Since mid-July 2007, when most of the companies listed on the Bucharest market peaked to all-time highs, the capitalisation of the top 100 stocks has lost more than 13.6 billion euros, going down to the 2006 or even the 2005 levels, in some cases.
The plunge mainly hit the medium and small companies, which dropped 50% or even more, whereas Petrom, BRD and Banca Transilvania, three of the top four companies on BSE, lost 27% on average.
The value of the top four companies on the market has decreased, on average, by 5.8 billion euros in the last nine months, from 20.4 billion euros to 14.6 billion euros. Also, the rest of 96 companies in the ranking have lost 7.9 billion euros, as their capitalisation dived from 16.2 billion euros to 8.3 billion euros. Analysts feel that the steeper declines posted by medium and small companies on the Stock Exchange were triggered by their more speculative nature, but also by the lower liquidity, which made it difficult for massive-selling investors to find buyers.
"Blue-chips also attract another type of investors, namely institutional investors, which don't panic so easily. In the case of Petrom, another explanation may be that, since it is an integrated company, it is not so sensitive to macro factors. Banks have historically enjoyed support from investors that trust the banking system," says Andrei Anghel, analyst with the Confident Invest brokerage.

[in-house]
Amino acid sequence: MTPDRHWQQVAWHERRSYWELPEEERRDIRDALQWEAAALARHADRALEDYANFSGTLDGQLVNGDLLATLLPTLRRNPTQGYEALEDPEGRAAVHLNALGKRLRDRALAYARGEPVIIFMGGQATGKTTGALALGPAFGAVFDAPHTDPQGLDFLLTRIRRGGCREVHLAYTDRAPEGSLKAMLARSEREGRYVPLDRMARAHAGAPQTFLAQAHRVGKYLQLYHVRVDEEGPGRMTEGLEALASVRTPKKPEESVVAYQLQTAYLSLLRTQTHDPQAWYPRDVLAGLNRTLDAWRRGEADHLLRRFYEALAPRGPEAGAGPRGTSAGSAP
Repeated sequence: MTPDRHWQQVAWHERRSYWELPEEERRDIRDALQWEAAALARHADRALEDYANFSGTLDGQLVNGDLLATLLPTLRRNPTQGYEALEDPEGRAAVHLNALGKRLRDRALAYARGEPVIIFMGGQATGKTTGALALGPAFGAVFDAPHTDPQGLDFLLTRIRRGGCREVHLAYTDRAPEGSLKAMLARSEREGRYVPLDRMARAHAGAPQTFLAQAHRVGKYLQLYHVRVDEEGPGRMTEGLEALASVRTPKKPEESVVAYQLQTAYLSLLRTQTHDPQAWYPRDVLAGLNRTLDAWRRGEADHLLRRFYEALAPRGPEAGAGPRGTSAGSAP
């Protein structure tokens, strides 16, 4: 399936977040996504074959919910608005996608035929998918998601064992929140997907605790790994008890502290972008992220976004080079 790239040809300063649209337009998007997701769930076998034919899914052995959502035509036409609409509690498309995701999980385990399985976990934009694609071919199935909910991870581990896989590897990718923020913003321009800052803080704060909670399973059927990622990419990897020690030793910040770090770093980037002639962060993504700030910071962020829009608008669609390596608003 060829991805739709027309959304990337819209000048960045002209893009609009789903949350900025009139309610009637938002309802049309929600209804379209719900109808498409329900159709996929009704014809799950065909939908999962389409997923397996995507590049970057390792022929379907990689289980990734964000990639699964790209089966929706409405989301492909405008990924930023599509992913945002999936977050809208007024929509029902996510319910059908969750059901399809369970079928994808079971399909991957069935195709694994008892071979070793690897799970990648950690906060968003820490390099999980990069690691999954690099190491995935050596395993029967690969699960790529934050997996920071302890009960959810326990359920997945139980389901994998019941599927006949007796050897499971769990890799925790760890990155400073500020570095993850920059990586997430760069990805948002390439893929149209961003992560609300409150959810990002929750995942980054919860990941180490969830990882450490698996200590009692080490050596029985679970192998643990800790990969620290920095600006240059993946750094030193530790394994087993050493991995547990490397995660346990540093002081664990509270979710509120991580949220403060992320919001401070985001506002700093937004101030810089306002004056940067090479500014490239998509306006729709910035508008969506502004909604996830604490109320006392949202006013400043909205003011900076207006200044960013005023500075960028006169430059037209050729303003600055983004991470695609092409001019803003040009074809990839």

Other analysts say that the stocks' liquidity played a major role in the way some companies bore the market downward trend.
"Volatility is higher when liquidity is lower. When in a favourable context, small companies grow more, whereas in a state of panic, they lose more," states Adrian Danciu, head of the analysis department from Broker Cluj. He feels that the improved results posted by the banking companies have supported their quotes. "I believe that in the case of BRD, Banca Transilvania and Petrom, the outstanding results posted in the banking and in the oil system mattered greatly," Danciu says.
The SIFs shed half of their value, a trend for which analysts have identified multiple causes, from their financial profile in the context of an international crisis to the declining value of the companies where they hold stakes.
"The SIFs' value is mainly reflected in the net asset, which has dropped steeply in the last period, as their stakes have seen their value go down significantly. Also, I believe that foreign funds, given the international crisis, have set out to reduce exposure in this field, which was the worst hit, and in the emergent markets, such as ours," says Andrei Anghel.
Severe plunges were also registered by Transelectrica and Rompetrol Rafinare, which shed 55% of their value, whereas the capitalisation of real estate developer Impact lost more than 70%.
Companies on RASDAQ market posted even greater losses, as the investors' interest in this market has waned.